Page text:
FSI Shareholders Plow Ahead on Claims of Board Misconduct Following Sale of Company
On April 17, 2013, the Minnesota District Court in Carver County issued an important decision in favor of shareholders, denying a motion to dismiss filed by the members of the Board of Directors of FSI International, Inc. following the $250 million sale of the company to Japan-based Tokyo Electron Limited. Plaintiffs alleged that the takeover of FSI by Tokyo Electron was the product of fraud, deceit and similar corporate misconduct where the Board ignored numerous “red flags” in the valuation analyses conducted by its financial advisor, Barclays Capital, failed to promptly form a special committee of independent directors as required by Minnesota law, and agreed to sell the company for well below its fair value.
The members of the Board moved to dismiss the case, arguing that their conduct was protected by the business judgment rule, that appraisal was plaintiffs’ exclusive remedy, and that an exculpatory provision in FSI’s Articles of Incorporation insulated the Board from liability.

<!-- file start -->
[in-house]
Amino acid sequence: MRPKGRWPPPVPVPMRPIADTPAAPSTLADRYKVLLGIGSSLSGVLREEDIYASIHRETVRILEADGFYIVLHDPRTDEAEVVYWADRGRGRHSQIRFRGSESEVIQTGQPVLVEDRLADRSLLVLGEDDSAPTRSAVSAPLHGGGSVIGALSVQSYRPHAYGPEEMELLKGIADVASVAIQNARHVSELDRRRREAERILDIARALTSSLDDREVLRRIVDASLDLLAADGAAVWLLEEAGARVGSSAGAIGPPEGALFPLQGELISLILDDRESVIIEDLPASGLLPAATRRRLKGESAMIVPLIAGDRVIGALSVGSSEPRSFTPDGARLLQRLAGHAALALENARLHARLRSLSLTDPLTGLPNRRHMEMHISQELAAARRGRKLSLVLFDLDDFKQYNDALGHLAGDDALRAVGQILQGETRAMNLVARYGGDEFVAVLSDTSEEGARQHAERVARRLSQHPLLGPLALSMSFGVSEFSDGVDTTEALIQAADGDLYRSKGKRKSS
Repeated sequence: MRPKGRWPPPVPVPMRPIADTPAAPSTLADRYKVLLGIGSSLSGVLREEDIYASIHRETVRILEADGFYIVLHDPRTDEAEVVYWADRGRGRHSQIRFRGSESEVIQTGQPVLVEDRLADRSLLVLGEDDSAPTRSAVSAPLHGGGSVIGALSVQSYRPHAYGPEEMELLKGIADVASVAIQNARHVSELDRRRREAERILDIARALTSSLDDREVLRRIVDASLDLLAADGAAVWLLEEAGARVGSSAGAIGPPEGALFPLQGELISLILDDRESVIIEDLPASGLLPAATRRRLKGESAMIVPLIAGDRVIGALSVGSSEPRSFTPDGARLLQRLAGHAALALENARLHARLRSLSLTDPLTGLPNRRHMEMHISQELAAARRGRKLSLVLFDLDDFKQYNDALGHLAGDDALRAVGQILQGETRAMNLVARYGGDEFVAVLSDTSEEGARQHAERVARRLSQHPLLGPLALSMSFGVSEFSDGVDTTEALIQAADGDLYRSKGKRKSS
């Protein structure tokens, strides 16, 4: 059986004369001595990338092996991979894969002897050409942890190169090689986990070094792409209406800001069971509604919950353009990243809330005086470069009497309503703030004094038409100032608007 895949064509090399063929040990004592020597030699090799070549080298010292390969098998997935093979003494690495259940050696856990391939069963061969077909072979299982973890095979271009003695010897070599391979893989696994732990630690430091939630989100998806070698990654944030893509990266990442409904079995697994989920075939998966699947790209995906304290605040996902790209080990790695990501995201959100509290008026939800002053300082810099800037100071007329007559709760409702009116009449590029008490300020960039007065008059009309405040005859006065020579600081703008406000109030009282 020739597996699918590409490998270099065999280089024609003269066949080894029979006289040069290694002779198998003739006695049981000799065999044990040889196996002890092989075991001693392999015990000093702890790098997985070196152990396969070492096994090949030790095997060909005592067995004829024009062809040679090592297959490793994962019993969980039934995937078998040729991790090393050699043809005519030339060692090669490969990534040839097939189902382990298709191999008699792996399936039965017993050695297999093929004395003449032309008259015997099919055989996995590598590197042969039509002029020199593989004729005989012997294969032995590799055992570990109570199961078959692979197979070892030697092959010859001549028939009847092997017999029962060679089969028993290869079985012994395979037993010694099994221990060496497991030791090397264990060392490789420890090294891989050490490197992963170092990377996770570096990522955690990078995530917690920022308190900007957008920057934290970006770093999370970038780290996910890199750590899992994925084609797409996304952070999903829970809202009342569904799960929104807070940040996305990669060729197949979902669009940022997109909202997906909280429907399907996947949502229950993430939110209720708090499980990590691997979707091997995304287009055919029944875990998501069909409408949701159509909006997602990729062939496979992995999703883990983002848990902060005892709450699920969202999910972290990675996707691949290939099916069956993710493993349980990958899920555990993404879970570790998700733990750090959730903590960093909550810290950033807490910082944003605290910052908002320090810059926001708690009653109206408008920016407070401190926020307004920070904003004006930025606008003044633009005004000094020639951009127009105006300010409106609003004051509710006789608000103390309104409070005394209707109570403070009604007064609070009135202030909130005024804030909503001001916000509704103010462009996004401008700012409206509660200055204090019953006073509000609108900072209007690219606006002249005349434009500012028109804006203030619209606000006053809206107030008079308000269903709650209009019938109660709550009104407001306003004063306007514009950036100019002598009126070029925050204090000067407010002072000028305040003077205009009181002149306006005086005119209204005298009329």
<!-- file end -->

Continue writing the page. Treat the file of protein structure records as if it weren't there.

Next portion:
The court denied the Board’s motion to dismiss, ruling that “it is possible that Plaintiffs will be able to proffer evidence consistent with their theories and in support of the relief demanded.” The court further concluded that plaintiffs’ allegations of fraud and deceptive conduct by the Board were sufficiently alleged to take their claims outside of the FSI Articles of Incorporation’s exculpatory provision, the business judgment rule, and Minnesota’s appraisal statute. Plaintiffs will now seek damages against the members of the FSI Board for their roles in the unlawful takeover of FSI. Robbins Geller attorneys Stuart A. Davidson and Christopher C. Gold serve as lead counsel for the plaintiffs in the action.
In re FSI Int'l, Inc. S’holder Litig., No. 10-CV-12-1118, 2013 Minn. Dist. LEXIS 1 (Minn. Dist. Ct. Apr. 17, 2013).